In 1984, William R. Maples was part of a team that analyzed the skeleton of Francisco Pizarro, the conqueror of the Inca Empire. Pizarro was assassinated in 1541 by the son of a dead rival who wished revenge for the death of his father and the loss of his lands, for both of which Pizarro was responsible. Using swords and perhaps a crossbow, the assassins assaulted Pizarro while he was eating his Sunday meal. Accounts of the assassination, told by conspirators who confessed, indicate that Pizarro was disabled by a sword cut to the throat; then, as he lay on the ground, his body was pierced by multiple sword thrusts and possibly shot by a crossbow. Over the years, the body of Pizarro was moved and reburied on several occasions, causing his remains to become lost. Several skeletons were attributed to the conqueror of Peru, resulting in a request by Peruvian historians for Maples and others to examine remains in an attempt to provide an identification.
When Maples went to Lima, he was confronted with two boxes, one of which contained the mixed remains of several adults and children; the other contained human bones and a lead box with a traumatized human skull. After viewing the material, Maples determined that the skull in the lead box belonged to a headless skeleton in the other box. This skeleton was of a 5-foot, 5-inch to 5-foot, 9-inch White male who was over 60 years old at the time of his death. All of these demographic characteristics agreed with what was known of Pizarro at the time of his death. The skeleton showed no less than 11 and as many as 14 cut marks to the vertebral column, arms, and head. Most of the cuts were concentrated on the head and neck area, which agreed with the description of the assassination provided by the conspirators. One cut indicated that a double-edged instrument (probably a sword) was thrust from the right side, cutting the right vertebral artery and nicking the first neck (cervical) vertebra. The skull also manifested a thrust wound to the left eye orbit that exited through its outside wall. Similarly, a thin-bladed instrument had been thrust up through the neck where it entered the braincase; it was twisted in place and then withdrawn and thrust in again. Given the demographics of the skeleton and the agreement of its trauma with the recorded death of Pizarro, the identification of these remains as the conqueror of Peru was considered “positive.”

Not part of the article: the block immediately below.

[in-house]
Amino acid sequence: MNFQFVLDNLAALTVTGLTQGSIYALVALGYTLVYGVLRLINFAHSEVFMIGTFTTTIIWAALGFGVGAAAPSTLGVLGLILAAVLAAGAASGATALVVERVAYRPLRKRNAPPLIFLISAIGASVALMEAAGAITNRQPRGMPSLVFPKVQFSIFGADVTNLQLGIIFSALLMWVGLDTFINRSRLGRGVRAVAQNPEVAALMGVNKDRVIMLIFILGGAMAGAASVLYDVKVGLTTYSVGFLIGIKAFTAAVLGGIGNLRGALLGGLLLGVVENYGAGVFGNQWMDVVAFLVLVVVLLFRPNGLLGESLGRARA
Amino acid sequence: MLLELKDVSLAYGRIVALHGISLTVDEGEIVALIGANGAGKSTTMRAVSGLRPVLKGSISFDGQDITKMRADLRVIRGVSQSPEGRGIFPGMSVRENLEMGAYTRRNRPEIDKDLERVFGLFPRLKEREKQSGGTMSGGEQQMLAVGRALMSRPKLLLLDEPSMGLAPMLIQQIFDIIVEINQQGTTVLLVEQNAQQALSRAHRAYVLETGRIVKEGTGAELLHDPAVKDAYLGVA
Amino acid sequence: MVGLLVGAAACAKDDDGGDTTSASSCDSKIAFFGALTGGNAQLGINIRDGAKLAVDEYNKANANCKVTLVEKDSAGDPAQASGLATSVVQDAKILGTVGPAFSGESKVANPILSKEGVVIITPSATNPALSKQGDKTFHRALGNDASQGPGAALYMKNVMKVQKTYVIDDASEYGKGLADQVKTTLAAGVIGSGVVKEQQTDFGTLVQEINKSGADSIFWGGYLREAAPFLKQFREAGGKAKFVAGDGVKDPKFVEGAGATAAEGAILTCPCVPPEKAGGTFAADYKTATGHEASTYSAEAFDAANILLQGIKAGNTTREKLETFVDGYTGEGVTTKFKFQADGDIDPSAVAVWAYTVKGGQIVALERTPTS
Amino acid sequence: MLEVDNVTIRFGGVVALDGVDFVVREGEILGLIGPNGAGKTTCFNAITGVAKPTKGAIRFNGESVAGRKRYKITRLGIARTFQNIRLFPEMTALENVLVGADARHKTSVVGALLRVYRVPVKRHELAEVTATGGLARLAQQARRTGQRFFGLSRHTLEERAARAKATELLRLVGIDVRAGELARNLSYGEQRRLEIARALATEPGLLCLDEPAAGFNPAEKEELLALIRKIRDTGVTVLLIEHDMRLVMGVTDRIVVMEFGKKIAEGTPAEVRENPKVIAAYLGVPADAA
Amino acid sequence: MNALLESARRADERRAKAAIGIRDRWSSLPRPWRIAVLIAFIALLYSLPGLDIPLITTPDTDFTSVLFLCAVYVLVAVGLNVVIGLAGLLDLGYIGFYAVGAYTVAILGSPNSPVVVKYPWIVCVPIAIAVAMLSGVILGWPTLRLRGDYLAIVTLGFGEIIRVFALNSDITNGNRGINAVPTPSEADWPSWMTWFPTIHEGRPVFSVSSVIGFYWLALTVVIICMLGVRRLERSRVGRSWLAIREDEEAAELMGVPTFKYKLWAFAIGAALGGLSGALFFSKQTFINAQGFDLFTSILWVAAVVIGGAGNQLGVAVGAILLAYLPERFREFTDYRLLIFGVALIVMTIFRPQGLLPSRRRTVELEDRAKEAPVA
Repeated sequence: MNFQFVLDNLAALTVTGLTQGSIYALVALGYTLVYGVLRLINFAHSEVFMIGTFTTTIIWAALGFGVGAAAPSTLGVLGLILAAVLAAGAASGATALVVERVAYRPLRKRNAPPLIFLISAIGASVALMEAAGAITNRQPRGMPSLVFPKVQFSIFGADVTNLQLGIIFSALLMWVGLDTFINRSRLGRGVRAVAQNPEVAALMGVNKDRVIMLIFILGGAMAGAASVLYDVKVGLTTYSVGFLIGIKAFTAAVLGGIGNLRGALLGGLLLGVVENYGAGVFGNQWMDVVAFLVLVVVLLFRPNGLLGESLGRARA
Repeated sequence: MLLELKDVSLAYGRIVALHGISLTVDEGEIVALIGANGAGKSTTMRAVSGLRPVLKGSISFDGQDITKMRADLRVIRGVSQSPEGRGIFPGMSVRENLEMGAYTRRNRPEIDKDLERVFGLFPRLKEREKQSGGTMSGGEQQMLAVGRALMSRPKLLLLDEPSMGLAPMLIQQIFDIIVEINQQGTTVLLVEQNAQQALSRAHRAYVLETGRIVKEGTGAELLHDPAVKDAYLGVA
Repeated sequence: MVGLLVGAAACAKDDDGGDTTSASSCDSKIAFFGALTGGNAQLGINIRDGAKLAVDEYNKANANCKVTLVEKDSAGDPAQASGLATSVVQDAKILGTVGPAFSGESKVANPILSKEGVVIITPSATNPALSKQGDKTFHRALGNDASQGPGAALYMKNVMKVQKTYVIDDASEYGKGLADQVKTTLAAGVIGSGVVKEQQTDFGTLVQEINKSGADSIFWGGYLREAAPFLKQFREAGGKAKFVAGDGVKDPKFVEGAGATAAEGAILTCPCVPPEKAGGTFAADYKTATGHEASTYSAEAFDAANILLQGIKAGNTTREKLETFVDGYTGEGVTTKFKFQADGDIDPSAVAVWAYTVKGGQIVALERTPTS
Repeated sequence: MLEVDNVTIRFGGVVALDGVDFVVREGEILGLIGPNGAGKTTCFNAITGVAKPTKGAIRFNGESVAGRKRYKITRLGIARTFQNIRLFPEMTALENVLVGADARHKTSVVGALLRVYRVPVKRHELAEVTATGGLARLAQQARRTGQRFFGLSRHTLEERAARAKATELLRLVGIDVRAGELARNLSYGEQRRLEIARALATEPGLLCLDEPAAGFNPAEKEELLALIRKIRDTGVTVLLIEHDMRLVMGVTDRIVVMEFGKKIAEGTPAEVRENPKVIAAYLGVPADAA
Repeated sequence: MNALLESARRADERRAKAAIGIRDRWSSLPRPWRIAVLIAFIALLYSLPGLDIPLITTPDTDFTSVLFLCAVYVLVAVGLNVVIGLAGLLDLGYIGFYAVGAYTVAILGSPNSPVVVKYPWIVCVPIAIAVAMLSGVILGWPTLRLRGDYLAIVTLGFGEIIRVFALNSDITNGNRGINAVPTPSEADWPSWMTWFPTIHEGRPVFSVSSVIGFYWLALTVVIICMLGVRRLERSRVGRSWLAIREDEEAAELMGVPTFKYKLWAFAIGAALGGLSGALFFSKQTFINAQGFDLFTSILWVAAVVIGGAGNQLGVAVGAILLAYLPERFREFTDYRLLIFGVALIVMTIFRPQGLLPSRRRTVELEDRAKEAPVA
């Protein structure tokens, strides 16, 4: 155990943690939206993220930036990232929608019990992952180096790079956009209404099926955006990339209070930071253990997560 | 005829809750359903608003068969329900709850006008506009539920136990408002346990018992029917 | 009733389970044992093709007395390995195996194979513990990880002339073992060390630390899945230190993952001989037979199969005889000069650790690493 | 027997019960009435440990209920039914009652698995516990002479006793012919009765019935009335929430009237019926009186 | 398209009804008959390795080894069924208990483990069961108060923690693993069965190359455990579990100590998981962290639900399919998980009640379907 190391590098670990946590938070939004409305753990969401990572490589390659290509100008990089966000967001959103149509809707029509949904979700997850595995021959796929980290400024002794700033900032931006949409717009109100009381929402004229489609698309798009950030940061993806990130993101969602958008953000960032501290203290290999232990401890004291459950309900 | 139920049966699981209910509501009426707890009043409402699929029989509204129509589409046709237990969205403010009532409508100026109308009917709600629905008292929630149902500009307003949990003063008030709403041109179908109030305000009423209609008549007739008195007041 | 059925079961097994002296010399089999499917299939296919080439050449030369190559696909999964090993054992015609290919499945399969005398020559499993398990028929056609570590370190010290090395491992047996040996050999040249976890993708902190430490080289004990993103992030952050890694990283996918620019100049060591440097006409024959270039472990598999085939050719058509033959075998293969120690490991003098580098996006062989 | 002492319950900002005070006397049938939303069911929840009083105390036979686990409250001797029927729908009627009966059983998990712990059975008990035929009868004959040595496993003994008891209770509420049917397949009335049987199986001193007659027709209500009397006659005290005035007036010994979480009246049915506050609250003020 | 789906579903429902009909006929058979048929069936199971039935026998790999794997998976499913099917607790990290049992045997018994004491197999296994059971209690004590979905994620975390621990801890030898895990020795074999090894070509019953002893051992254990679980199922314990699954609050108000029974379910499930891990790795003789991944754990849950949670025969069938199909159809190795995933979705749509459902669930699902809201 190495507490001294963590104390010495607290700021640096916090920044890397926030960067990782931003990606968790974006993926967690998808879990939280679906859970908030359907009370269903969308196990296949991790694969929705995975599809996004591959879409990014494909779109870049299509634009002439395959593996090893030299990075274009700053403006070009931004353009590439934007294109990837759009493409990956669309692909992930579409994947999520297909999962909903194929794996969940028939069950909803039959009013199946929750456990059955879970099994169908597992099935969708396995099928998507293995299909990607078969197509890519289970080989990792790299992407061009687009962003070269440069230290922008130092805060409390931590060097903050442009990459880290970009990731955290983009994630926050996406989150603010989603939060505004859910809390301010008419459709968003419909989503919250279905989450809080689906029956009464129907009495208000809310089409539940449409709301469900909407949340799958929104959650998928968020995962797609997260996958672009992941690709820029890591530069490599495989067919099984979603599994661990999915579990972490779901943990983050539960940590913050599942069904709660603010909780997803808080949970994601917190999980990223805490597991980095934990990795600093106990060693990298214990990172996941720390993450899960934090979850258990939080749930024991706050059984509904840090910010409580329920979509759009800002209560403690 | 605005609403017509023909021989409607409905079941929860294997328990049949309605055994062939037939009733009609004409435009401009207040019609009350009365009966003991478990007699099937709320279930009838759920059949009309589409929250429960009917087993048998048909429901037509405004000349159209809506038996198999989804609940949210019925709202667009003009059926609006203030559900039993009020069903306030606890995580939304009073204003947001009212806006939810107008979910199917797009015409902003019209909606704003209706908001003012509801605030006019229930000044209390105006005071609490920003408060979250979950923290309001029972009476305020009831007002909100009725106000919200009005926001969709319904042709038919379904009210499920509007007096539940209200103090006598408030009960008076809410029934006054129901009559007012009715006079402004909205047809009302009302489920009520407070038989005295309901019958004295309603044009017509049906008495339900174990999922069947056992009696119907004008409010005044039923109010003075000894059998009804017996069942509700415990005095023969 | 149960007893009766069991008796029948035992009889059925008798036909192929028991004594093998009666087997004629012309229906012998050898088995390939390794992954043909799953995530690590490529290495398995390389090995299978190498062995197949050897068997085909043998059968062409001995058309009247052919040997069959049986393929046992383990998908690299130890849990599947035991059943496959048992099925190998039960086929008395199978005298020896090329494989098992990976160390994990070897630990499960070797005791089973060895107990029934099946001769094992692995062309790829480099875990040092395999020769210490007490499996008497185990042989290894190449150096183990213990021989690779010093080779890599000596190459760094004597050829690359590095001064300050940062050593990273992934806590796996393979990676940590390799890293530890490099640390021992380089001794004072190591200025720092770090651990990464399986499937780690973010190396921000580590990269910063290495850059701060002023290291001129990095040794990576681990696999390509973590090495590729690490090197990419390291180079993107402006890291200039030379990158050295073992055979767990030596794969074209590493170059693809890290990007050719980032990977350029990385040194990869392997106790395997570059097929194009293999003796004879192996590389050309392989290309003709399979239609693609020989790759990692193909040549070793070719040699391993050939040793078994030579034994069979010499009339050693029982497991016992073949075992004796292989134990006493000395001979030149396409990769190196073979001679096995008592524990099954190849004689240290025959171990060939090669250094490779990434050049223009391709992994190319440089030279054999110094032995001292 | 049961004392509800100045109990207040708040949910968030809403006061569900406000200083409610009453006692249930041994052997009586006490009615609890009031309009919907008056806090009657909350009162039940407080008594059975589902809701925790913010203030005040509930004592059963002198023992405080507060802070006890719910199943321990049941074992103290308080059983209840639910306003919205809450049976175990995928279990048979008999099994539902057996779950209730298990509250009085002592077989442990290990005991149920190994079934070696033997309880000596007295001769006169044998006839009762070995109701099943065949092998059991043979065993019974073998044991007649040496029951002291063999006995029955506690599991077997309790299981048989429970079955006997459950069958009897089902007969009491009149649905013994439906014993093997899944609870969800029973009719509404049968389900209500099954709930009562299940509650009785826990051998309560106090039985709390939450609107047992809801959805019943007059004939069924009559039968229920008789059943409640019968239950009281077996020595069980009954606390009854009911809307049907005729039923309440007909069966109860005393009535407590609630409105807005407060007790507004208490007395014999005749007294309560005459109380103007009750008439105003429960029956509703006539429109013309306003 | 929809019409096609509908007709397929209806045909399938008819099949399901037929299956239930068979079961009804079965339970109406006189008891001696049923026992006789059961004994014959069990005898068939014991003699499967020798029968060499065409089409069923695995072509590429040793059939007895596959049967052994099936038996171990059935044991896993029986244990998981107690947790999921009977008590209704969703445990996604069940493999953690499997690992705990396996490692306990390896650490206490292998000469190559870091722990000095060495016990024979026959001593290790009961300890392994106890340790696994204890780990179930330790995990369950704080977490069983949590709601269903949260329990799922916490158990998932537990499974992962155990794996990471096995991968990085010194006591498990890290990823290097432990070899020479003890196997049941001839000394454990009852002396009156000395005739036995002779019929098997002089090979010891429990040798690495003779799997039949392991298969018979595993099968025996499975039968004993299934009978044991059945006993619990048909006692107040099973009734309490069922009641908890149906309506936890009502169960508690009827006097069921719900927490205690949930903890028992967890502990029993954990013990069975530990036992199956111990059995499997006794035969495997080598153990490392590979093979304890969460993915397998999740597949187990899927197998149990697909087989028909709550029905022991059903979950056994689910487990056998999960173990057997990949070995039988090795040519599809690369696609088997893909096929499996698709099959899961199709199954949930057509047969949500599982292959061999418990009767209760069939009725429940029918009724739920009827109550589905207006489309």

This field holds a fascination for all who work in it, or for those who simply come in passing contact with it. The analysis of human skeletal remains for information on deceased persons is an area that is becoming known to law enforcement and the general public. Therefore, it is the purpose of this book to provide an overview of the basic methods used by forensic anthropologists to examine human skeletal remains. Specifically, the goal of the author is to describe each step in the forensic anthropological process with equal intensity and detail so that a clear understanding of the field will result. After reading this work, although they will not become experts, students will have an appreciation of what can, and cannot, be determined from human skeletal remains.
For his pioneering work concerning the medicolegal aspects of the human skeleton, Thomas Dwight (1843–1911) has been credited as the “Father of Forensic Anthropology in the United States” (Stewart, 1979). Dwight (Figure 1.1
) was the first to write articles and essays, as well as to give lectures, on the topic of human skeletal identification, which was the original designation of forensic anthropology. During his lifetime, he researched methods for determining age, height, and sex from the sternum (breastbone); estimating stature without using bones of the arms and legs; determining a...